Unlike the colored hydrangea, no matter how you prune the plant will still flower.
The white flowering 'Annabelle' hydrangea will look best in groups, in a border planting, and when combined with other summer flowering shrubs.
Such shrubs as spirea, rose of Sharon, potentilla and vitex.
Hydrangeas will also make a nice background plant for an annual garden or perennial flowerbed.
Remember the 'Annabelle' hydrangea will also flower in the shade but the flowers will not be as white.
Fertilize in the spring with Plant-Tone or Milorganite fertilizer.
A must for your summer garden!
This Week's Question:
What are the only 2 vegetables that can reproduce on their own for several growing seasons, without being replanted every year?
This Week's Prize:
One bottle of Vacation.
Last Week's Question:
Now that seed-starting time is coming up, what does "planting by the moon" mean?
Last Week's Prize:
One bottle of Vacation.
Last Week's Winner:
Last Week's Answer:
Planting by the moon means considering the phase of the moon when deciding the optimal time to plant. The gravitational pull of the moon supposedly helps pull water upward in the soil and this brings more moisture to newly planted seeds! Gardeners who use this theory also plant above-ground plants during the waxing/rising moon for the increasing light. They plant root crops during the waning/declining moon when light is decreasing.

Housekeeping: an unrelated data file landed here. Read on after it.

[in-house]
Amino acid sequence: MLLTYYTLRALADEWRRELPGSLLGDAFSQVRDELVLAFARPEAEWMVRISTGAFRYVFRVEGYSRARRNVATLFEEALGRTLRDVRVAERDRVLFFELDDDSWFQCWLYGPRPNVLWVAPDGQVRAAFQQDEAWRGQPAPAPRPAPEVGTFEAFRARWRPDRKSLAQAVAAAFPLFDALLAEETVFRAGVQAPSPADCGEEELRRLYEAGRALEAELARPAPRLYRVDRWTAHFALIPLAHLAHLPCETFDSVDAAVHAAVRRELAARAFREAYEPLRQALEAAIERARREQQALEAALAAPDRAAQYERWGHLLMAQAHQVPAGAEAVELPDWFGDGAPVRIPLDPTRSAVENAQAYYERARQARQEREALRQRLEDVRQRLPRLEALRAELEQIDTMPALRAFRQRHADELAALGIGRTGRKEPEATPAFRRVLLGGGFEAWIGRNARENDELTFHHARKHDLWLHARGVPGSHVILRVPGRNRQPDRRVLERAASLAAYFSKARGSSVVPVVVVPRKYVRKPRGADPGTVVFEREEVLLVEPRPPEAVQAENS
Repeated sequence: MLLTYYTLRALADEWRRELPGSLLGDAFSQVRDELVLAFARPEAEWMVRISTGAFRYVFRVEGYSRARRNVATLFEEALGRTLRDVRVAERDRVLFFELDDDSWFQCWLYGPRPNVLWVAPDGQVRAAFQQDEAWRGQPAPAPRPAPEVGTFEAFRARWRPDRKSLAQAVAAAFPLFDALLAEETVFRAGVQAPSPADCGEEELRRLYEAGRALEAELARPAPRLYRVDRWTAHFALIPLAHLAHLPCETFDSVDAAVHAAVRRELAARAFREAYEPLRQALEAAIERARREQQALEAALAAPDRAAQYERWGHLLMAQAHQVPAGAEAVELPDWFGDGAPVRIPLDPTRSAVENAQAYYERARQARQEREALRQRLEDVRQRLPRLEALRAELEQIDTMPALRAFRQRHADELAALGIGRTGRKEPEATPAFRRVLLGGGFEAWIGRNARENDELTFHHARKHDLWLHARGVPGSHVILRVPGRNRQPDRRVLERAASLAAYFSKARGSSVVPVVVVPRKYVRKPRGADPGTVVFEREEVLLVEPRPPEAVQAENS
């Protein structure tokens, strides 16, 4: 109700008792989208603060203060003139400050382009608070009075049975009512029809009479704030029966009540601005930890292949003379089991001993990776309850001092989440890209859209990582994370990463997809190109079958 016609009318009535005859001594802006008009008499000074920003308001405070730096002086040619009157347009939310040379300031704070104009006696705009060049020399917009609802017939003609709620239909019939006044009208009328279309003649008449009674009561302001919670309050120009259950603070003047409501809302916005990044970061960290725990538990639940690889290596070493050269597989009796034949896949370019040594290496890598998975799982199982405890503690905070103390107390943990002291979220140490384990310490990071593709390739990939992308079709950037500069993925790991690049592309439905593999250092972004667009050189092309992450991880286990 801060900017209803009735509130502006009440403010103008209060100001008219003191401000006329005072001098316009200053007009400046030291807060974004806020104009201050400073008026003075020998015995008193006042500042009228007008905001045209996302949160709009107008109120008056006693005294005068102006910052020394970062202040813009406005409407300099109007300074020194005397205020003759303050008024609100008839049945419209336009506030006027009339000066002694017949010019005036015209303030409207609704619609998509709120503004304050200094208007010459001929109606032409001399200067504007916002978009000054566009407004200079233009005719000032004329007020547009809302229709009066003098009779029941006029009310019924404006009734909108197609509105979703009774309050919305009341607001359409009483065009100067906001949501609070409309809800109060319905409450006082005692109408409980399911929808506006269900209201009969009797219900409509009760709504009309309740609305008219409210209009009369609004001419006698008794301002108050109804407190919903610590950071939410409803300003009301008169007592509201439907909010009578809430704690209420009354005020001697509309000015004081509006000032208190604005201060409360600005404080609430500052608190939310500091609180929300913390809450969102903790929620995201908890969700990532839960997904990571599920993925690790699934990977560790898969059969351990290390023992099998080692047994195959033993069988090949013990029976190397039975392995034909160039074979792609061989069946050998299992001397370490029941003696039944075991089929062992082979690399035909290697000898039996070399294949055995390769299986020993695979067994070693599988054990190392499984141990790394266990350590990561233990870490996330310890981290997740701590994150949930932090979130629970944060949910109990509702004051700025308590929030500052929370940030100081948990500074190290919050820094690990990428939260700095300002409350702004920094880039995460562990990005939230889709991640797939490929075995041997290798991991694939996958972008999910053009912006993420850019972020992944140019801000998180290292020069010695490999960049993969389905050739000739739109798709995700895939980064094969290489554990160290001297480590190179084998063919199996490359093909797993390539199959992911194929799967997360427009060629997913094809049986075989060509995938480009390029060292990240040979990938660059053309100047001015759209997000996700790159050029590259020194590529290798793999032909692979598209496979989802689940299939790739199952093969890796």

One winner per question - we choose winners from the list of those who answer correctly. Winners must be newsletter subscribers. We'll ship you your prize, so be sure to put your address in the form in case you win!
Pancit is a traditional noodle dish from the Philippines that is not only healthful, but tasty too!
What You'll Need:
- 1 (12 ounce) package dried rice noodles
- 1 teaspoon vegetable oil
- 1 onion, finely diced
- 3 cloves garlic, minced
- 2 cups diced cooked chicken breast meat
- 1 small head cabbage, thinly sliced
- 4 carrot, thinly sliced
- 1/4 cup soy sauce
- 2 lemons--cut into wedges, for garnish
Step by Step:
- Place the rice noodles in a large bowl, and cover with warm water. When soft, drain, and set aside.
- Heat oil in a wok or large skillet over medium heat.
- Saute onion and garlic until soft.
- Stir in chicken, cabbage, carrots and soy sauce.
- Cook until cabbage begins to soften. Toss in noodles, and cook until heated through, stirring constantly.
- Transfer pancit to a serving dish and garnish with quartered lemons.